Forrest Cameranesi, Geek of All Trades

Forgotten How To Hear

A sad analogy for the gifted, 2011.

Imagine a world where, for whatever reason, people lose their hearing much more rapidly than in reality, and thus most people are deaf by adulthood. As a consequence of this, there is no consideration for the amount of noise made by anything, as most adults are blissfully unaware of it, which further contributes to early hearing loss in the children who can still hear. Which is the original cause, the deafness or the noise, is a chicken-and-egg question.

Due to fortunes of nature and nurture, some people are either born with more sensitive hearing and thus avoid the damaging noise more readily than their peers, or they are luckily sheltered from it through good upbringing or simple good fortune. Some such people thus reach adulthood with much of their hearing still intact. But the majority of adults consider hearing things a childish distraction; becoming deaf to the noise is considered a mark of maturity and a normal part of growing up, and those who can still hear are seen as disfunctionally hypersensitive to things "normal" (deaf) people get by just fine ignoring. Adults, most having been deaf for so many generations, are scarcely even aware anymore of the fact that children are hearing things the adults have no perception of.

Consequentely, many "normal" adults consider the abilities of the gifted few adults who can still hear to be miraculous; the ability to tell what's going on around and even behind themselves without looking directly at it, or even discern something about what's happening through solid walls! They attribute these powers, half-seriously in their ignorant curiosity, to some kind of powerful sight, "eyes in the back of the head" or "x-ray vision", as the deaf majority rely entirely on sight to get by and can scarcely comprehend (or remember) that there is another means to accomplish such feats, one which they once had and lost.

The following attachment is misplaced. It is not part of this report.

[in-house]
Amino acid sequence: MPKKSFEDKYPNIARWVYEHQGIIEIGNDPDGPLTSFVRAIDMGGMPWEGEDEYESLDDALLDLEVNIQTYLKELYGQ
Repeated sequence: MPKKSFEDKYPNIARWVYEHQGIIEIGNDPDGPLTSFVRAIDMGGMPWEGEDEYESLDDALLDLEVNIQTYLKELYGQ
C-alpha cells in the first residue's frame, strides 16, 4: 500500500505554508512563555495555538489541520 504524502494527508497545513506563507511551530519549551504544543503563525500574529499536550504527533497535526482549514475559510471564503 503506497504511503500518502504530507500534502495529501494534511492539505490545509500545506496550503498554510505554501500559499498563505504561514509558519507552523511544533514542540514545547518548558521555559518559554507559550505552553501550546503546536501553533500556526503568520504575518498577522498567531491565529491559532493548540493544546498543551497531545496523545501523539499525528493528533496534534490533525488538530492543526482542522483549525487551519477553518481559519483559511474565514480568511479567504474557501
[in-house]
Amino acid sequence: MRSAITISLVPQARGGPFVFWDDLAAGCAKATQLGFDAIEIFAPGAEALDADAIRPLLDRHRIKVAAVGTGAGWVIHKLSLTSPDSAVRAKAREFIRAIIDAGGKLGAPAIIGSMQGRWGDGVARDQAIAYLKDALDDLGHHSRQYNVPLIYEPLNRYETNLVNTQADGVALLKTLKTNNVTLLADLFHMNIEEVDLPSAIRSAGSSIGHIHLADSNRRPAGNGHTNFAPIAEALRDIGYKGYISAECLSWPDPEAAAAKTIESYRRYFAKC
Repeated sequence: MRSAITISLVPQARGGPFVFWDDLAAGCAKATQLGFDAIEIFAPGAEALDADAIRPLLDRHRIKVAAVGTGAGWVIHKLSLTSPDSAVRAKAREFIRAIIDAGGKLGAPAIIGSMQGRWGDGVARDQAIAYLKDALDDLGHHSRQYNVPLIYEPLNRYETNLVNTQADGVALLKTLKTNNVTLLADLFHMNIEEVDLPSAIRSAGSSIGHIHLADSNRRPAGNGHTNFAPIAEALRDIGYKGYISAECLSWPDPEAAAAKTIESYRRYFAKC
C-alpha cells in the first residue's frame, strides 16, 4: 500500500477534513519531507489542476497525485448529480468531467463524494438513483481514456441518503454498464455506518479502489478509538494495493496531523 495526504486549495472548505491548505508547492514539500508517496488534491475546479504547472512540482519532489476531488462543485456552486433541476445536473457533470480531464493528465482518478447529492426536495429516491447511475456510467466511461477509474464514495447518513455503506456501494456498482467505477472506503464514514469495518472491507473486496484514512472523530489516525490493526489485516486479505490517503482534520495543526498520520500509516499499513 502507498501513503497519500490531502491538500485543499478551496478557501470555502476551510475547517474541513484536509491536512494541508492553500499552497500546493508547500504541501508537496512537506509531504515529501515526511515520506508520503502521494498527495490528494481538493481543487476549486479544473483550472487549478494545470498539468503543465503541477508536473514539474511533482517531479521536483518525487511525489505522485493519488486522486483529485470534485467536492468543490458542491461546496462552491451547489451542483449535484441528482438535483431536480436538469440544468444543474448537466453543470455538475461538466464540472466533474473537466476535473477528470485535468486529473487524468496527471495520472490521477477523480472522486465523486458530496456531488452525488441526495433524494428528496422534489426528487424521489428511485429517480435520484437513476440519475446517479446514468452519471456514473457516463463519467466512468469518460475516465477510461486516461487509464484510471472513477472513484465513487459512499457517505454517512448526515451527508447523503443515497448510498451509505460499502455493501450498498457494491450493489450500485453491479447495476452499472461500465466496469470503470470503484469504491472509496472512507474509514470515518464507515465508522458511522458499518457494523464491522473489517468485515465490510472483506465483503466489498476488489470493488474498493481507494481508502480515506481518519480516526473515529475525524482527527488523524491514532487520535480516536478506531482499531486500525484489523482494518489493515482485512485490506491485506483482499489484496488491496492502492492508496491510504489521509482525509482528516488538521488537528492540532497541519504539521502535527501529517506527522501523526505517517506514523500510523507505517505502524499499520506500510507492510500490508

The majority are so dependent on sight that the more successful of them have taken to thrashing their heads about frantically, looking all around them in brief glances all the time, to increase the breadth of their perception, though at the sacrifice of depth. The ability to do so effectively is considered a hallmark of an able and productive person. In contrast, those few who can hear appear, to the "productive" among the deaf, to be simply staring at something or other, or worse, off into space, and ignoring anything that may be going on around them. They are sometimes harshly criticised for "not looking hard enough", despite the fact that they, with functional hearing, naturally perceive more by holding their heads still and listening, than the hard-lookers do by thrashing their heads about.

Unfortunately as the hearing adults make their way into the working world, they are often forced more and more into the noisy environment carelessly produced by those who cannot hear, and gradually become deaf themselves. They may protest the noise and attempt to improve things by making them less loud, but that is too often considered a useless inefficiency -- nobody else can hear any noise, so why should any effort be wasted making things quiet for your sake? Get back to work and keep thrashing your head, stop staring into space like that.

And as they gradually go deaf themselves, the hearing-gifted adults, unlike those who "naturally" lost their hearing in childhood, are keenly aware of what is happening to them. Their peers and superiors may praise them for finally learning to tune out the noise and focus on what's in front of their eyes, and many may rationalize and agree that they have picked up a "skill" as their ears go numb and they learn to thrash their heads like "professionals"; but somewhere deep inside, they will still remember what it was like to perceive more than just what's right in front of you, to sit back and take in all your surroundings at once at ease without any head-thrashing.

If you understand this analogy, congratulations, you can still "hear".